lunedì 22 agosto 2016

SIMENON SIMENON. THE INK AND THE WINE FLOWS

On how the young novelist starts runaway production in Paris 

SIMENON SIMENON. LENCRE ET LE VIN COULENT A FLOTS 
Comment le jeune romancier se met à une production galopante à Paris 
SIMENON SIMENON. INCHOSTRO E VINO SCORRONO A FIOTTI
Come il giovane romanziere si dedica a Parigi ad un produzione di gran carriera


Back in Paris, the couple lived in a single room. Cooking was restricted to a hot plate on a windowsill, but at last Simenon was able to work at writing as he intended. He continued with his chain of critical portraits of other current writers and added a series of suggestive stories “conveying the act of lovemaking without writing it” sprinkled with elements of voyeurism and exhibitionism throughout. The production of ”several stories per day” on the average “enabled him to rapidly make money.” But Simenon would have made very slow headway had he not encountered Colette, who woke him up by advising: ”You are too literary… Eliminate everything literary and that will work.” He never forgot that counsel: “I tried to be as simple as possible.
In the beginning, Tigy did her painting and Simenon even helped by framing her canvases, but as his output increased, she abandoned hers. Notably, in a non-translated passage, Assouline describes Tigy’s sacrifice as “pulling herself away from her beloved painting to better assist her husband.” What he earned he quickly spent and he quickly spent what he was going to earn. Assouline sums Simenon’s attitude up in a few words: “Money? He will write even more stories.” For example, Simenon leased more space, furnishing and decorating it lavishly. When he wasn’t pounding his typewriter, only stopping to refresh himself with red wine or watching people come and go,” he was hitting Parisian “restaurants, bars, and nightclubs.” His “preferred part of town” was Montparnasse where he felt “in his element” with Tigy as his guide.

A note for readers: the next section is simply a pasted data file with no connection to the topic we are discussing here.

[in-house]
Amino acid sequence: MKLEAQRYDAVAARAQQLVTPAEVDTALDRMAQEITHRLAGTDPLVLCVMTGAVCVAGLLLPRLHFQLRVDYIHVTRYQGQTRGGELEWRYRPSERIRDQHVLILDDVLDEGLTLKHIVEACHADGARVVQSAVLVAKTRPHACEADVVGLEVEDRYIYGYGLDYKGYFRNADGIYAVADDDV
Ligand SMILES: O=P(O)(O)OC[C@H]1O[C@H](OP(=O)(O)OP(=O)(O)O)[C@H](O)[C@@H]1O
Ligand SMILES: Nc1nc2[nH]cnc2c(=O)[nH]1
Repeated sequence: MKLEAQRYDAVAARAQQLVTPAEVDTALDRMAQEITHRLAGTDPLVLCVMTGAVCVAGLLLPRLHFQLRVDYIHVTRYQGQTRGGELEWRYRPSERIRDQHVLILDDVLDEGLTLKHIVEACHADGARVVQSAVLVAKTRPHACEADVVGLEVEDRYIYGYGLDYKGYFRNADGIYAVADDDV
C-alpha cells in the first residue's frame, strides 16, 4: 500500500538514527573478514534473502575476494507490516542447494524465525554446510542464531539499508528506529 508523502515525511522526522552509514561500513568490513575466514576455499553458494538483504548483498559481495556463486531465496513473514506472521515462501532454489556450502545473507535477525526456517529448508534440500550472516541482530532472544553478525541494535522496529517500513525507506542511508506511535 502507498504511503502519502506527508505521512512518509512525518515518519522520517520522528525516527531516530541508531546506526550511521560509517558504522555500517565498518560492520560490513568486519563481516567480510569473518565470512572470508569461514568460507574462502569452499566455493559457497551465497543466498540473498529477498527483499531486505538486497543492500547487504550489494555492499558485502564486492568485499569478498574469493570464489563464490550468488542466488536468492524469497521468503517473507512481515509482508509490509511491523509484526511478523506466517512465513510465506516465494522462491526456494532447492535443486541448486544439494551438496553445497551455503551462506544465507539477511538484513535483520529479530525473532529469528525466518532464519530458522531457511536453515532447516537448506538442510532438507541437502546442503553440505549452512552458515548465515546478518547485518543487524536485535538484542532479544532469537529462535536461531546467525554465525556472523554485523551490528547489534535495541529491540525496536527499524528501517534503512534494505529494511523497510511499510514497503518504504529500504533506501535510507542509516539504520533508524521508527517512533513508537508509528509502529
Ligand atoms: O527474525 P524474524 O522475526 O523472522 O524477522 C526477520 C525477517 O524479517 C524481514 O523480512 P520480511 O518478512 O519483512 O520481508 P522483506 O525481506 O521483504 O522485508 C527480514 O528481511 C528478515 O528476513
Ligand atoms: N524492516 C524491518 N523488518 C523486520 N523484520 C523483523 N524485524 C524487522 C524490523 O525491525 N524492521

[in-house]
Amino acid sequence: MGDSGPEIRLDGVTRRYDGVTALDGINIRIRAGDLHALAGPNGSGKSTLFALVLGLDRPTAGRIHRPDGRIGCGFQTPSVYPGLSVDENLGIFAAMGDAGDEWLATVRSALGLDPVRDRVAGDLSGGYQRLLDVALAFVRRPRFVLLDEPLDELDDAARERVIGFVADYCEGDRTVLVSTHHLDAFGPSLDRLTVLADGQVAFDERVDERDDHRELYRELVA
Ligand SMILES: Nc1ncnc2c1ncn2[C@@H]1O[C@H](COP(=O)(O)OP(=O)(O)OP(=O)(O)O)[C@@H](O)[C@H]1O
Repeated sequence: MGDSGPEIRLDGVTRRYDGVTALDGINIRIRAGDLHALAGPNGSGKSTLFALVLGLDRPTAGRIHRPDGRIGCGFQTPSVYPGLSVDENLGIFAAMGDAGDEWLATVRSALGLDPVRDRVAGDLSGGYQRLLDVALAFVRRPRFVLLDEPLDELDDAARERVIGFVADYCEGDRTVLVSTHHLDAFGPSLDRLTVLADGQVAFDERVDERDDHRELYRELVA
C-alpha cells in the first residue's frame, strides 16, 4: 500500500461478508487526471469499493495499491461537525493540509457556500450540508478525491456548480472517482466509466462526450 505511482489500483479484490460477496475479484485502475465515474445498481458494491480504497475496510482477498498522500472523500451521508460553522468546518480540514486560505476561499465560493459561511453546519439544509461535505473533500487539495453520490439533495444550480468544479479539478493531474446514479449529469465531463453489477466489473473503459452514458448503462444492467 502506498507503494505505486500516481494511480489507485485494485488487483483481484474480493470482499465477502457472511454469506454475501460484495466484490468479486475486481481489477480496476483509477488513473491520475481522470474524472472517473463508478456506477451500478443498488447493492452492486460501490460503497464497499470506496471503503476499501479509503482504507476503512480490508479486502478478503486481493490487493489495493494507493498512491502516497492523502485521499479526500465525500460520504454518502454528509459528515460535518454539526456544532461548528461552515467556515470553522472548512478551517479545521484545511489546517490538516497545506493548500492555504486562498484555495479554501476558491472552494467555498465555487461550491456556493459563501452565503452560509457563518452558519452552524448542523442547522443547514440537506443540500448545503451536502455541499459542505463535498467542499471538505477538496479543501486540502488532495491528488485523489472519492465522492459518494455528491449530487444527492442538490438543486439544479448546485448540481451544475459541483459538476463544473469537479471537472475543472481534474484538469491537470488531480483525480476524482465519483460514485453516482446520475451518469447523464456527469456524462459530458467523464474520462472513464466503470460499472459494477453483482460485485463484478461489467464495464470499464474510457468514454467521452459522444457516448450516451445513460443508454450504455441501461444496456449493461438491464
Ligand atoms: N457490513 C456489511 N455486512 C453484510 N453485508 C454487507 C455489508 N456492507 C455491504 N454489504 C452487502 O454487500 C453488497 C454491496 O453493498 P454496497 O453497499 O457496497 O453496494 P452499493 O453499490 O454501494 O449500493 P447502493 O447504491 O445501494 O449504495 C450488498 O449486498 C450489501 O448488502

To float this costly boat between 1924 and 1931, Simenon published about 190 pulp novels under 17 pen names. Their content was all over the block: playfuldramatic, licentious, steamy, crime, detective, adventure, romance, love, comic, and exotic travel. The writer called these distinctly commercial moneymakers novels for secretaries.” As for substance and quality of the works, the writer explained himself as “the provider of a product that had its place in the game of supply and demand.” Although he later swore, “I don’t disown anything I wrote, not even my popular novels,” in private he acknowledged their “absolute banality.” 
To facilitate his now substantial productivity—he averaged “eighty pages a day” and “ten to twenty thousand lines” per novel in a “sunrise to noon” effort every daySimenon took to dictating his novels, drawing from hastily scribbled notes and an illustrated Larousse atlas. Thus, he hired a secretary and soon expanded his team with a housekeeper. This latter woman became “a key character in his life” and “a unique, privileged witness to all his phases.” Simenon immediately nicknamed her Bouleprobably in (prophetic) reference to her chubbiness. ‘Ball’ is the most common English translation, and her rounded body pleased Simenon regularly throughout his life. On the other hand, there is speculation Boule was his way to avoid Henriette, her real name, because of his uncomfortable issues with his mother. In any case, by 1925, complete with a chauffeur, the “Simenon Organization” was up and running well. 

David P Simmons

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